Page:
- Wandering History: Different types of wandering behaviors may help predict where the subject might be found. Ascertain what previous types of wandering the subject has been observed in. A non-goal oriented wanderer, who wanders aimlessly, will not travel as far as a goal oriented/ industrious wanderer (who is more likely to use a car or public transportation).
Search and Rescue Strategies
DBS Publications also outlines effective search and rescue tactics for locating the wandering victim.
- Highly systematic search of residence/nursing home and grounds
- Send patrols to areas the subject has been previously located
- Canvass the neighborhood.
- Patrol along roads.
- Establish containment points
- Early use of trackers and at point last seen (IPP)
- Early use of tracking dogs at IPP, along roadways, or clues
- Deploy air-scent dog teams into drainages and streams, starting nearest IPP.
- Early deployment of ground teams into drainages and streams nearest the IPP
- Dog teams and ground sweep teams (in separate sectors) expanding from IPP. Ensure teams search heavy briars/bushes.
- Air scent dog teams and ground sweep teams tasked 100 yards (initially) parallel to roadways.
- Search nearby previous home sites and the region between home sites and IPP
- Search accessible buildings (convenience stores, etc.)
- Repeat search of residence/nursing home grounds at least twice a day
- Post flyers in appropriate locations
- After initial task, search should expand outward from IPP
Preventing a Recurrence
If you suspect caregiver abuse or neglect related to the wandering suspect, contact your elder abuse detective and make a referral to Adult Protective Services.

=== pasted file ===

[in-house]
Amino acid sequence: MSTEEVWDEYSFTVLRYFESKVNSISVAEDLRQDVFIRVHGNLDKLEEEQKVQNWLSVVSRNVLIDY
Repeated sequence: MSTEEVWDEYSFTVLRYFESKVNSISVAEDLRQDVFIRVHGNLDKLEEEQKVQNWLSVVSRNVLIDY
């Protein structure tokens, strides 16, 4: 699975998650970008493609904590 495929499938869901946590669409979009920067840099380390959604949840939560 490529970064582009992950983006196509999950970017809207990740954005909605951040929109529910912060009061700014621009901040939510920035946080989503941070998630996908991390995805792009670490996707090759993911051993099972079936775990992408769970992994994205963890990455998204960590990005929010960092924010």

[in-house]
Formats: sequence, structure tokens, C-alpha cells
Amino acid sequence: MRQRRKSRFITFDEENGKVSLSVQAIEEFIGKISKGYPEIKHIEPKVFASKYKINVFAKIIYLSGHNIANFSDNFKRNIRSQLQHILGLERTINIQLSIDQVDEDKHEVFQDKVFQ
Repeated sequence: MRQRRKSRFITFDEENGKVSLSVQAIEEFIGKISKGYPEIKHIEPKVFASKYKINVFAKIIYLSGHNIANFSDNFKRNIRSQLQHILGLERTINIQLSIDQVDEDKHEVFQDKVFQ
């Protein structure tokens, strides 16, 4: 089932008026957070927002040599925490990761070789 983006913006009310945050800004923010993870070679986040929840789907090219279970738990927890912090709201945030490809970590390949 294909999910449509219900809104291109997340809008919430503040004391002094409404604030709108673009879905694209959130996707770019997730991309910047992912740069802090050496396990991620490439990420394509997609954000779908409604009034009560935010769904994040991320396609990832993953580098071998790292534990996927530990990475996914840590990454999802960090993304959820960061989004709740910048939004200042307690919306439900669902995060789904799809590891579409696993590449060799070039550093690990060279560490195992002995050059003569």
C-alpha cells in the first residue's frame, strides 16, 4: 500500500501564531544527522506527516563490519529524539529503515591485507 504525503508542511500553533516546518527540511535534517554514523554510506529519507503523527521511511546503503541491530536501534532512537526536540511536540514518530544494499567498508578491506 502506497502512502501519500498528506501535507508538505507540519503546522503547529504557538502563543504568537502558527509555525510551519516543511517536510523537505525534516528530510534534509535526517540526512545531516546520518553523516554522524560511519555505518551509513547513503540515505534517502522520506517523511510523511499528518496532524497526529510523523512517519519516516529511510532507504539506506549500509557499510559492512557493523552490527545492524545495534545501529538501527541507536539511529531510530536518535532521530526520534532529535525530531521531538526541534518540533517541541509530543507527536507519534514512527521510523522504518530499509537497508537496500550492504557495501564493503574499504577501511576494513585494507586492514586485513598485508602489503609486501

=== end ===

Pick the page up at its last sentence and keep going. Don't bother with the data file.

Critical wandering is a life threatening problem that must be prevented. Caregivers need to prepare a response plan to prevent further incidents of wandering. After the initial crisis has been resolved officers need to encourage the family to take the following steps:
- Register the person in the Alzheimer's Association's "Safe Return Program," which offers numerous prevention strategies.
- Using materials supplied by Safe Return, sew cloth identification tags in the person's clothing or put on a bracelet/pendant that cannot be removed by the subject.
- Inform neighbors and/or local business of the subject's condition. Ask them to call an emergency contact or 911 if they ever see the Alzheimer's person out alone. Provide them with a photo.
- Create a wanderer's information packet, and update this at least twice a year. Include vital information, a recent photograph, driver's license, medical and medication information, as well as information on where and how to look for the subject. Keep this handy to give to law enforcement.
The family should also consider the reasons behind the subject's wandering to discuss with his/her physician to assist in appropriate treatment planning. Common reasons for wandering, other than memory loss, include a changed environment, excessive energy, expression of boredom, a searching for their past, confusion between day and night, continuation of a walking habit, agitation, discomfort or pain, belief that they have a job to do, and an inability to differentiate dreams from reality. The family should also report to the doctor any delusions or hallucinations related to the subject's dementia. A comprehensive and proactive medication, behavioral, environmental and exit control plan of treatment can then be formulated, implemented and evaluated periodically.
On a final note, officers should remember to utilize your special tools of the trade: patience, compassion and empathy. You may be able to retire with your accumulated 3%s at age 50, but if you were born in 1980, your current life expectancy is 78.8 years. You, too, at some point, may become a "911 BOL: Missing at Risk" priority call.
And never forget to be kind to your children; they choose your nursing home.